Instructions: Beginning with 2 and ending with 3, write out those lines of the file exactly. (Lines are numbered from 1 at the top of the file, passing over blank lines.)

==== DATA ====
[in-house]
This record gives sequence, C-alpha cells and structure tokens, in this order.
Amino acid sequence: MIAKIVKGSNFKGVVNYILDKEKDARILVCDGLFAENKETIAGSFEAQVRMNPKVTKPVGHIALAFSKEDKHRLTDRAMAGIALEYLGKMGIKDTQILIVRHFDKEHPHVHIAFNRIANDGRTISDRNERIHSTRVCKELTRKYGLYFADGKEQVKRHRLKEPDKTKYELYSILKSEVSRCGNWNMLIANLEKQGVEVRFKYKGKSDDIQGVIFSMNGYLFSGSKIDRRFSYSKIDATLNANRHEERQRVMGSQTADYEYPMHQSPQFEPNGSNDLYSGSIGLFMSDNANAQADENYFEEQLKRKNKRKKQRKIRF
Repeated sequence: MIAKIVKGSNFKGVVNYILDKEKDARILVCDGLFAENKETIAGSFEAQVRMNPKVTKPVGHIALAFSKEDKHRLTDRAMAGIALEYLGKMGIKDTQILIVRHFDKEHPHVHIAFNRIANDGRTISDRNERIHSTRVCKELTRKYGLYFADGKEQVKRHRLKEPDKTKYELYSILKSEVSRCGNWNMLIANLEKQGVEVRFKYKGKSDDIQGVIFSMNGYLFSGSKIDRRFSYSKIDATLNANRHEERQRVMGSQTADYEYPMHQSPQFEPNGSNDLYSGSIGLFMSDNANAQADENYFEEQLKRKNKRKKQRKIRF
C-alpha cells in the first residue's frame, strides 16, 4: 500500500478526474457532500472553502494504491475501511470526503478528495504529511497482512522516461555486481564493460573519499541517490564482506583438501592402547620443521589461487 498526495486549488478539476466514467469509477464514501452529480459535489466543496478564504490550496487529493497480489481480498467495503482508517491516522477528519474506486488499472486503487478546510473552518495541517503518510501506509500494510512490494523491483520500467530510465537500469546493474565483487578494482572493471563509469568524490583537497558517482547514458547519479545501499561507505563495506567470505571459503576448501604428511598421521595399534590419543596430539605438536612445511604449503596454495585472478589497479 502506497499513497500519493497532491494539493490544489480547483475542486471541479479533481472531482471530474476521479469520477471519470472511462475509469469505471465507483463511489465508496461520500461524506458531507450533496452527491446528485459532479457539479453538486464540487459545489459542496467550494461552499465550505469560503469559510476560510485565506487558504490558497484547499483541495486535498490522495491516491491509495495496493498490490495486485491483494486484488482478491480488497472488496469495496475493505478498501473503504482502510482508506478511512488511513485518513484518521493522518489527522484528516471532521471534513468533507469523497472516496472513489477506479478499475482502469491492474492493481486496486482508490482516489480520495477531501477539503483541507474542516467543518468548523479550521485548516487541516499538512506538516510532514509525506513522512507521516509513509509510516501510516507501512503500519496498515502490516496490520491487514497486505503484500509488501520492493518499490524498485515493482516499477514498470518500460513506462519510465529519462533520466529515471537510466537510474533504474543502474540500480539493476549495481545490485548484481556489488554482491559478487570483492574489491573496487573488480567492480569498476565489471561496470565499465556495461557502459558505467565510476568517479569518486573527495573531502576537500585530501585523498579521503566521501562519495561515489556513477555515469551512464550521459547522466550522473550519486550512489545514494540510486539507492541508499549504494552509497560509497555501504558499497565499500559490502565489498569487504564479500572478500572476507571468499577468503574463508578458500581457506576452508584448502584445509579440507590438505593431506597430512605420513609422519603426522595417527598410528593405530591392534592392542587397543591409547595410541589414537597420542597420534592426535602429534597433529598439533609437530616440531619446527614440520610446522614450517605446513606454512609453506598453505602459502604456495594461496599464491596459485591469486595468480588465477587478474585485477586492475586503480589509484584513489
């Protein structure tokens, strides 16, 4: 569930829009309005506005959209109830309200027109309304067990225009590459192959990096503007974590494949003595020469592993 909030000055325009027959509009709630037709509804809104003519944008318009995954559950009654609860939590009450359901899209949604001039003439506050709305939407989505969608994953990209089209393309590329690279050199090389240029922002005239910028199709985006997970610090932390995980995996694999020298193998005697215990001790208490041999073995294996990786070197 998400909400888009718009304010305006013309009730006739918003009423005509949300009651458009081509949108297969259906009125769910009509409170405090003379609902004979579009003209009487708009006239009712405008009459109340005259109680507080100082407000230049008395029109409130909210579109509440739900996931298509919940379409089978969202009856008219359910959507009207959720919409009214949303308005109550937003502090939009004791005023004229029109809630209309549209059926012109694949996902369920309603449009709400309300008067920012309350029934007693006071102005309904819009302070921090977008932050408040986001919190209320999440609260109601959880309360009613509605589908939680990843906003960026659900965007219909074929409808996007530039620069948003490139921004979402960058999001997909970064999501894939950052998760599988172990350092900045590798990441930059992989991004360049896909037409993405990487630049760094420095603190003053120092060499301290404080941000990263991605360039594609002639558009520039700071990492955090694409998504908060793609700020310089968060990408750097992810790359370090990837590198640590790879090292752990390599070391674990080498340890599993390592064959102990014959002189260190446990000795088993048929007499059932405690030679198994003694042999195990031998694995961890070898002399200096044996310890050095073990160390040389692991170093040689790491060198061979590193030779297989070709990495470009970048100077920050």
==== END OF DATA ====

This record gives sequence, C-alpha cells and structure tokens, in this order.
Amino acid sequence: MIAKIVKGSNFKGVVNYILDKEKDARILVCDGLFAENKETIAGSFEAQVRMNPKVTKPVGHIALAFSKEDKHRLTDRAMAGIALEYLGKMGIKDTQILIVRHFDKEHPHVHIAFNRIANDGRTISDRNERIHSTRVCKELTRKYGLYFADGKEQVKRHRLKEPDKTKYELYSILKSEVSRCGNWNMLIANLEKQGVEVRFKYKGKSDDIQGVIFSMNGYLFSGSKIDRRFSYSKIDATLNANRHEERQRVMGSQTADYEYPMHQSPQFEPNGSNDLYSGSIGLFMSDNANAQADENYFEEQLKRKNKRKKQRKIRF